April Fools: Clark renovation canceled


Shaquia O'Lean, Clark Expert

Editor’s NoteThis is a satire for April Fools’ Day. Real names and the events surrounding them may be used in fictitious/semi-fictitious ways. Those who do not read the editor’s notes are subject to being offended. April Fools’ Day articles are a long-running tradition at The Collegian and are for entertainment purposes only.

In an unexpected turn of events, Colorado State University has announced the much-anticipated Andrew G. Clark Building renovation will be canceled.


The Clark Building, generally viewed as an eyesore on campus, was set to undergo a complete renovation in the coming years. The renovation was supposed to bring much-needed updates to the building’s facilities, reshape classrooms and make it more welcoming to students and faculty.

Regrettably, the university has now announced the renovation plans have been canceled due to unanticipated paranormal problems.

Mike Hall, CSU spokesperson, said in a statement released this week, “We regret to inform the students that the Clark Building renovation has been canceled. According to recent investigations, the building is haunted by many spirits, and we cannot build without disturbing them.”

Many students and faculty members were disappointed and upset by the announcement.

“I can’t believe they would cancel this renovation because of some ghosts,” sophomore Emily Jones said. “There has to be a way to fix that. I can’t keep going to class in Clark C.”

Some students, on the other hand, found the news predictable. “I have always suspected the Clark Building to be haunted,” junior Chloe Smith said. “The fact that this building barely has any windows should explain it.”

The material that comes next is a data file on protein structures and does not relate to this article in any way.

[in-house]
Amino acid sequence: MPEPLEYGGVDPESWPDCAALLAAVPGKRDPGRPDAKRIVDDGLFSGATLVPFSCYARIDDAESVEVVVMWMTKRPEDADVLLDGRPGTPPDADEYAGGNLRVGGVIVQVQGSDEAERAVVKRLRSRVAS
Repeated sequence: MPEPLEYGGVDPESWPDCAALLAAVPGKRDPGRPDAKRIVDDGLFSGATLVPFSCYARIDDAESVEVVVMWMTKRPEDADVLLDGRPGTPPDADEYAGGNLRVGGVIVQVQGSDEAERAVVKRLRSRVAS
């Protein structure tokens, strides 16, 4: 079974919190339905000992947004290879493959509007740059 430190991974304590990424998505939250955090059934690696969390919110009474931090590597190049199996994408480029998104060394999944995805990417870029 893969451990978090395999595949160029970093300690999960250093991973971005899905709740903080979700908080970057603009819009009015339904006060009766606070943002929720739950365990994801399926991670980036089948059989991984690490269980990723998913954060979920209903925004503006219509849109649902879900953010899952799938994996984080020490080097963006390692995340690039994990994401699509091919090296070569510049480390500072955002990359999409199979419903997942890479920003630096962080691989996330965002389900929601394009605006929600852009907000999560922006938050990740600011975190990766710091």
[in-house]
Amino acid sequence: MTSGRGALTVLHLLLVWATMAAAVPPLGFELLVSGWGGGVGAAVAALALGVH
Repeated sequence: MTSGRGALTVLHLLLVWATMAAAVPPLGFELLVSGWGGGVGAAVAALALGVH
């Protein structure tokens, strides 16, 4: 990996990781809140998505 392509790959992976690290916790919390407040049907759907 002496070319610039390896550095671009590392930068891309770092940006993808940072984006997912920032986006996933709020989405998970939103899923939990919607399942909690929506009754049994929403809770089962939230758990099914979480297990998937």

Others are unfazed by the news. “I don’t even care at this point,” senior Mike Thompson said. “I am graduating this year, so I wouldn’t have been able to see the new building anyway.” 

While the cancellation of the renovation is undoubtedly disappointing for those expecting a fresher and better Clark Building, CSU assured the community they are still dedicated to pursuing campus improvements in other areas.

“We understand that this is disappointing news,” Hall said. “But we want our students and faculty to know that we take paranormal problems seriously, and quite frankly, the Clark Building really isn’t that bad and not worth the risk.”


Many students and faculty members expressed their disappointment and disbelief after learning of the cancellation. Despite the mixed reactions, the Clark Building remains a topic of discussion on campus, with some speculating about the identities of the ghosts haunting the building and others doubting the university’s claims.

As word of the cancellation spread, rumors about other possible reasons for the cancellation of the renovation plans began to circulate on social media.

Some students believe the university ran out of funds, while others rumored the decision was part of a larger plot to preserve the Clark Building as a historical landmark. One student even made a meme of the Clark Building, captioning it, “The Clark Building: Ugly but Invincible.”

Nonetheless, the university has not yet indicated whether they intend to reconsider the paranormal concerns and proceed with the renovation at a later date. It is unclear what will happen to the Clark Building in the aftermath of this announcement, but for the time being, it appears that its outdated exterior and aging infrastructure will continue to stay a fixture on campus for the near future.

Meanwhile, students and faculty must keep going to the Clark Building’s outdated and overcrowded classrooms, a reminder that even the best-laid plans can be disrupted by obstacles.

Reach Shaquia O’Lean at news@collegian.com or on Twitter @csucollegian